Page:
We were pitted against PSE Garudas, a local Cambodian team outfitted in bright orange jerseys that looked much more youthful and exuberant than ourselves.  The message from the skipper in the moments before kick-off was clear; although we obviously wanted a W on the score sheet, it was important to utilise the first game to wash away any hangovers from the night before and to encourage a bit of cohesion amongst the players.  After all, some of us were playing in unfamiliar positions and some of us, namely Darrel, were simply playing.  With the blow of a whistle Hooey sent the ball sailing into the air off the kick off, thus beginning our Cambodian 10s campaign.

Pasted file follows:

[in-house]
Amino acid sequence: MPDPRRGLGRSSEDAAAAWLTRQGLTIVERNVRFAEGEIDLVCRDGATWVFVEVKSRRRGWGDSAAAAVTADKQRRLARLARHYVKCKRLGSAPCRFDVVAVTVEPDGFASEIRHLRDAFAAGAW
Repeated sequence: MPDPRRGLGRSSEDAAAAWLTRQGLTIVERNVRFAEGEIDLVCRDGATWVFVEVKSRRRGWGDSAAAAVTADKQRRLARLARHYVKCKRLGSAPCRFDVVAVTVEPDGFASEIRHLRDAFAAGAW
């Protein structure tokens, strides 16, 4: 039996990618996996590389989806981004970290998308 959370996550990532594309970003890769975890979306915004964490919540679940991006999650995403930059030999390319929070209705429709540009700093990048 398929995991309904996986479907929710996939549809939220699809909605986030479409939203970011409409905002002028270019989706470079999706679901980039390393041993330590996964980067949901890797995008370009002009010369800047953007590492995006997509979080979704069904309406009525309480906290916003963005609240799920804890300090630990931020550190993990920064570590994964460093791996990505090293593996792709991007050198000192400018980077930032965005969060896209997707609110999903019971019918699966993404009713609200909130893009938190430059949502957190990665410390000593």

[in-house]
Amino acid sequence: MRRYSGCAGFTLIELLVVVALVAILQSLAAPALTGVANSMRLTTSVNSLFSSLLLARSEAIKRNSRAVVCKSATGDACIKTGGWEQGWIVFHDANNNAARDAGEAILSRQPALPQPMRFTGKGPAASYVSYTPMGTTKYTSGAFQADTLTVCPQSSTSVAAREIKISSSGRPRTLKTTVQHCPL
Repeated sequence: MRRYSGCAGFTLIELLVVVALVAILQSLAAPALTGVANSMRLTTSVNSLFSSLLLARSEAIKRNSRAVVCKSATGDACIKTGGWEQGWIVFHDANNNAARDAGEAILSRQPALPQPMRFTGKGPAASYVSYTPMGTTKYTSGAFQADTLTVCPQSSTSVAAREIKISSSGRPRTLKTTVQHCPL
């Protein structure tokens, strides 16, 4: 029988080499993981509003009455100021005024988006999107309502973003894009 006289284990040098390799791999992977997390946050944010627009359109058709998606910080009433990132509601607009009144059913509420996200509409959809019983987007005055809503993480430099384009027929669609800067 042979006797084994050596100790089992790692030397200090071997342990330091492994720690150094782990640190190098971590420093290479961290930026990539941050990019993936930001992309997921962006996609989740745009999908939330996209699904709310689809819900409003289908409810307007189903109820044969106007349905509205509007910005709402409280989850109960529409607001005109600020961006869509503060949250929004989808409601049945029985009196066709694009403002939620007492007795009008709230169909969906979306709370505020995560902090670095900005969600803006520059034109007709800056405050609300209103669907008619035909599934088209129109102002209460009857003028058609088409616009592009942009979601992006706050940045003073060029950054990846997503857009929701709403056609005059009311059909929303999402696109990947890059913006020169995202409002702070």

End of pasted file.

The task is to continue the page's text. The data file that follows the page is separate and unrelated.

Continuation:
Although PSE were physically much smaller, the feisty Cambodians more than compensated for their smaller statures with some zippy pace and biting on-field aggression.  Indeed, after a somewhat scrappy start that saw the ball change hands a number of times, we found ourselves defending deep into our own half.  A penalty was taken quickly against the green and gold Southerners (canary yellow indeed), they scored and all of a sudden we were seven points behind.

The team remained positive despite the blow and hit back at the hosts with some solid play after the restart.  We eventually ground down their aggressive defence to level the scores at half time.  The Cambodians did not make things easy for themselves by copping not one, but two yellow cards for persistent breakdown infringements.  After a tough 15s season of refereeing back in Bangkok, it was a relief to have the balance of the whistle.